And I would say I was also guilty of thinking about the coast as more of a static place when I first moved to California. But it can truly be mind expanding to start just thinking about the coastline as an ever moving line in the know, rather than as something that we can fix in place and expect to be there. You know, the thing is, the coast is meant to, you know, our built environment has blinded us to this very basic truth. But if you stand on the beach for one afternoon, really slow down and pay attention and look at the tideline. That tideline is different every time the wave crashes onto shore. Right. And this line in the sand, I use this term a lot. This line in the sand, so to speak, is not supposed to be fixed. Yet we’ve tried to impose permanence onto this inherently impermanent landscape, whether it’s with Pacific Coast highway or sea walls or entire neighborhoods built right on the sand. And that’s truly at the heart of this conflict that we’re having and we’re facing right now in terms of what it means to face sea level rise going into the future.
Jack Eidt: Yeah, we’ve gotten ourselves into a massive problem here, and it is really sea level rise. How’s it going to look? I mean, a lot of people don’t really think, well, they think, well, it’s a lot worse. If you’re on the Pacific Islands or, even on the east coast, it’s much worse. California, it’s not so bad. what’s California looking for? Looking, can they look forward to at the coast as well as how is this an effect of our global climate? Cris?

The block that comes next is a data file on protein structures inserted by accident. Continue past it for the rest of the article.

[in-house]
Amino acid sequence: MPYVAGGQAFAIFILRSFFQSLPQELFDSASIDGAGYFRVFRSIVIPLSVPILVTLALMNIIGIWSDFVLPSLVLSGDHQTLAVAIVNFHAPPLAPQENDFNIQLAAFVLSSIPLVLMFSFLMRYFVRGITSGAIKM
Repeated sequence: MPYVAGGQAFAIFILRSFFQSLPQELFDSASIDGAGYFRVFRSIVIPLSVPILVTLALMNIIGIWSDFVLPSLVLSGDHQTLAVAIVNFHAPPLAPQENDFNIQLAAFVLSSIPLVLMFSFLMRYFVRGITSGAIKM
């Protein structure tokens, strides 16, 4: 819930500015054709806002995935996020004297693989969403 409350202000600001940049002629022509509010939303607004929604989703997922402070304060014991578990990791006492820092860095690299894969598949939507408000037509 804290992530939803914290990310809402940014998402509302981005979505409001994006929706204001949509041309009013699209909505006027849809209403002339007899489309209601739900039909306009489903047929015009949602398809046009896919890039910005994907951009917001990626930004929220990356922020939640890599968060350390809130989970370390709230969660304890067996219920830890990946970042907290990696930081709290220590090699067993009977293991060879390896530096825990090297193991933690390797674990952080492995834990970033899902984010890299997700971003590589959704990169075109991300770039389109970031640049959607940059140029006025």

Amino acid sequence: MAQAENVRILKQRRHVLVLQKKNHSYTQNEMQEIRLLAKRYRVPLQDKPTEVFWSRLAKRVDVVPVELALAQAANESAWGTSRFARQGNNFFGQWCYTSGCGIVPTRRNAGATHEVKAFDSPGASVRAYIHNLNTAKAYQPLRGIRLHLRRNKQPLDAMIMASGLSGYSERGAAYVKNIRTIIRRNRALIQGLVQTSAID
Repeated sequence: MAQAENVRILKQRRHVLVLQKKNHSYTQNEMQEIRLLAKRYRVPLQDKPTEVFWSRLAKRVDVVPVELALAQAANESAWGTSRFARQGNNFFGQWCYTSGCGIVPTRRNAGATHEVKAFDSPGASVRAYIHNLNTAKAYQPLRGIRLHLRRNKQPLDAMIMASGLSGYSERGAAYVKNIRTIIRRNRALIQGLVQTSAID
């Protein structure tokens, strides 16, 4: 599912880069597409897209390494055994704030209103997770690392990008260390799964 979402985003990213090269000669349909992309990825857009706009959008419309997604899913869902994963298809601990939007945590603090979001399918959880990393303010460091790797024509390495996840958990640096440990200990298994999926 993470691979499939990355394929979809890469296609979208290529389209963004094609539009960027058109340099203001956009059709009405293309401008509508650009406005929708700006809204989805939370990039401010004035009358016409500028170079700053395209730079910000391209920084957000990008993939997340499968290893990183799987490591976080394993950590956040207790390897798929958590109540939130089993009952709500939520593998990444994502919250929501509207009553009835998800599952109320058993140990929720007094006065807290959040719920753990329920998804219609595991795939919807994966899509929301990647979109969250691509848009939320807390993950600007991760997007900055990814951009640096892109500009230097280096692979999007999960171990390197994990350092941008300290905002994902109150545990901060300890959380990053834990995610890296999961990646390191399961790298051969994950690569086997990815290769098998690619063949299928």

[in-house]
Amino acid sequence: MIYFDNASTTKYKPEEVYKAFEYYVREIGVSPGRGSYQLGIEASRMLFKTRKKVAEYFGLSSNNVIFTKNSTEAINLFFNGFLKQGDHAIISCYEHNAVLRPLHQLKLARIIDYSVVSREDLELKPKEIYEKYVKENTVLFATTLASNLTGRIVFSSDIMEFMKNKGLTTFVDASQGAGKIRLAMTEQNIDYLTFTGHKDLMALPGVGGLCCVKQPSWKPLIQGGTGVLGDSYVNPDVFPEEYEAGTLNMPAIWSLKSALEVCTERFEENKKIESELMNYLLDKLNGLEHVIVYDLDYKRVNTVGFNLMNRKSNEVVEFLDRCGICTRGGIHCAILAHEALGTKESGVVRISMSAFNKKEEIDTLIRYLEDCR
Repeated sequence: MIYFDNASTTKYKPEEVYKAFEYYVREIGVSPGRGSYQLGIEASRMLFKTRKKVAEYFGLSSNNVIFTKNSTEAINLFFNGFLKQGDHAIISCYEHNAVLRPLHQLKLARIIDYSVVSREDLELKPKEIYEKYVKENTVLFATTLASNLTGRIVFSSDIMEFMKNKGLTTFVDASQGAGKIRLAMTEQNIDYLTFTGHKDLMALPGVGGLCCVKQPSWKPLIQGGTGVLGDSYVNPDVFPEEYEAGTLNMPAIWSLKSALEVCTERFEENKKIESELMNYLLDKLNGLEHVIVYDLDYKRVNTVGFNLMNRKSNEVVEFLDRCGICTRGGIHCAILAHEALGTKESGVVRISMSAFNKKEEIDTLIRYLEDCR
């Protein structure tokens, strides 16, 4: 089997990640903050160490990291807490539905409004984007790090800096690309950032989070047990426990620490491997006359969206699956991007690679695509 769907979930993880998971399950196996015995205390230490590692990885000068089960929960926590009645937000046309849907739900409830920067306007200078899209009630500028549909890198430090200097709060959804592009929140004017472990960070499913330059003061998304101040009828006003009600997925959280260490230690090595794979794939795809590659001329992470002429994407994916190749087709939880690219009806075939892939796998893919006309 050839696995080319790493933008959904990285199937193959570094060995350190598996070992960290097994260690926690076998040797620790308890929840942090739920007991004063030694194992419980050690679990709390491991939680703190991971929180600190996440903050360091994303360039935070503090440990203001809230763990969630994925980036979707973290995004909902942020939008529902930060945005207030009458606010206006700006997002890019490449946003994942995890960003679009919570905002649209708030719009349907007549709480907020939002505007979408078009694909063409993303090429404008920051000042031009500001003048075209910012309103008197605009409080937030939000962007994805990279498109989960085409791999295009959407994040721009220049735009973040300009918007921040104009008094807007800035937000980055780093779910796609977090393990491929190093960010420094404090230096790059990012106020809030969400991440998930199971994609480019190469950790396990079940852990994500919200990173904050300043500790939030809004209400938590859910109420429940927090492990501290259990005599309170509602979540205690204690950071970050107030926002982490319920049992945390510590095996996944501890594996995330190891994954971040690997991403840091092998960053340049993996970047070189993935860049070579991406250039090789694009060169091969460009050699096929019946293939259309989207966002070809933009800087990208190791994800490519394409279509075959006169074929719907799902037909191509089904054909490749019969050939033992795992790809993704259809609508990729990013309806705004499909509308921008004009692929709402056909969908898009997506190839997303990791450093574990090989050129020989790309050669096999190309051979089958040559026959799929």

Rosanna Xia: Yeah, I mean, sea level rise is both a global issue and also a micro issue for every community that is living on this edge between land and ocean. And a couple of thoughts here. First, on a very high level, I find it helpful to remind folks that sea level rise, in many ways, is the heart of climate change. I mean, we focus so much on carbon emissions, on land and air and air quality and stuff like that, but the ocean has absorbed more than 90% of the excess heat from the excess carbon emissions that we have emitted since the Industrial Revolution. The ocean is a huge producer of the oxygen that we breathe in this world. And so, put real simply, the ocean is getting hotter as a direct result of all of the excess carbon emissions that we’re putting into the atmosphere. And warm water expands and takes up more space and takes up more volume.